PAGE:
APIs are not only increasingly popular in the modern IT landscape, they are an absolute necessity in the modern IT architecture. They often serve as the backbone of Enterprise Integration Solutions, augmenting or sometimes even replacing bits and pieces of the traditional ESB. Their rise into popularity was, as so often in the IT world, accelerated by their ability to provide new business opportunities for organizations.
New business means either offering new services and products based on APIs to access realms previously unreachable due to technical incompatibilities such as Mobile Initiatives, Connected Cars, Insurance Sales or Airline Reservations – all of these are Core Business Applications running behind walls of security and utilizing legacy, but not obsolete technology.
Some companies have actually managed to productize the APIs themselves. This means selling the access to information for which consumers are willing to pay for, e.g. weather information or map directions.
The success of major modern IT initiatives is highly dependent on the success of the APIs’ development and production operations, which in turn depend on the presence of API Management software infrastructures that support APIs adoption.
It is not accidental, that major IT business analysts cover API Management for many years emphasizing its undeniable value, for example, in its latest 2016 report Gartner states that “it is impossible to … run an effective API program to benefit from the API economy, without full life cycle API management”.
Nevatech views the term “full life cycle API management” as the combination of an enterprise-class API Management that includes all of the features of API Governance. Without API Governance, there is no tracking of assets, versioning, dependency documentation or Impact Analysis within API Management, so why regard both as different disciplines?
Which components are important for API Management?
The list is extensive:
While API Management in general includes many components, there are some that are unarguably more important than others.
This priority of importance is not a Nevatech invention, it is the result of us working with an international audience over the last years. We have collected requirements and demands from API providers and consumers involved with the development and usage of APIs and can confidently state, that the most popular API Management features customers are asking for are API Monitoring and API Security.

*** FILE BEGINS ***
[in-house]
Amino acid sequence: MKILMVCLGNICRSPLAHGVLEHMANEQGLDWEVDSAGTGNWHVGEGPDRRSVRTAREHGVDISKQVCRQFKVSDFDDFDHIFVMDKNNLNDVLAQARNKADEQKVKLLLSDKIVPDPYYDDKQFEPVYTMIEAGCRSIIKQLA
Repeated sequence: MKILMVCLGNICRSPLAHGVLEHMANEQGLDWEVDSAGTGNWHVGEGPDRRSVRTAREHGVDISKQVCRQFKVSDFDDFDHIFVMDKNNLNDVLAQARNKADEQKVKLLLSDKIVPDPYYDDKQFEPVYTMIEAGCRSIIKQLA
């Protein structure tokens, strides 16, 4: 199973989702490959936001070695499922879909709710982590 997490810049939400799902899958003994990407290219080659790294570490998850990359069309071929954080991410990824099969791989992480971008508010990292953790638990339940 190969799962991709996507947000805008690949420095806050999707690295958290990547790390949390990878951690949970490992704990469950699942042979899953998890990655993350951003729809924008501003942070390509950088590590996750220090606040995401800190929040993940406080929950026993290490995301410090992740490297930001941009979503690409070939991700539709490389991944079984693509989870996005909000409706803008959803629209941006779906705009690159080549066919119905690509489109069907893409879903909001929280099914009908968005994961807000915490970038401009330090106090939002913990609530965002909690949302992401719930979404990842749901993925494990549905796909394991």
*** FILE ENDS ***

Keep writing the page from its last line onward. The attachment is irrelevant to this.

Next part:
So, you see the logical link here:
This post will focus on API Monitoring, what it actually means for technical and business people and which features organizations should expect from API Management products that offer API Monitoring capabilities.
Note, that this article is about what we have learned from our global Enterprise customers on what they were looking for in API Monitoring during their real-life endeavor into APIs.
API Monitoring from a “bird's eye view”
From a high-level perspective, API Monitoring is about capturing information from systems in general, and on APIs in particular. This can be:
purely technical information (e.g. determine API’s average response time)
business-related information (e.g. determine how many orders were placed for a particular product during the last 24 hours) or
API Monetization-related information (e.g. how often did an app use my API, which program is the developer enrolled in and how much must we now invoice).
Quite often the term “API Monitoring” is used in the context of closely related concepts, such as API Analytics, API Reporting, API Alerting or Service Level Agreements management (SLA). Those are not really API Monitoring features, because they can only act upon, or process information captured by the API Monitoring. Without API Monitoring, or with only limited API Monitoring capabilities, all other related features will not be possible, or, at best, limited. For example, if there is not enough information captured by API Monitoring, API Alerting will not be able to create and issue alerts. API Reports can be limited by the lack of available information in the first place. API Analytics may not have enough data to create technical and business analyses.
As mentioned previously, this article will focus on the discussion of information capturing, the most fundamental principle of API Monitoring.
There are four equally important perspectives needed to implement holistic API Monitoring concept itself. These are:
What information should be captured?
Where to capture information?
How to control the capture of information?
How captured information can be made available for
other API Management concepts such as API Reporting, API Analytics, API alerting, etc.
my own reporting and business analysis tools
I intend to prove importance of the items above by giving some explanations and practical examples.
What information should be captured by API Monitoring
Undeniably, the most typical pieces of information captured by API Monitoring are:
Content of the Request and Response Messages:
Message body (for example either HTTP POST message body or in non-HTTP formats, such as Microsoft SOAP NET.TCP or Azure Service Bus binary message).
Complete of part of the Request URL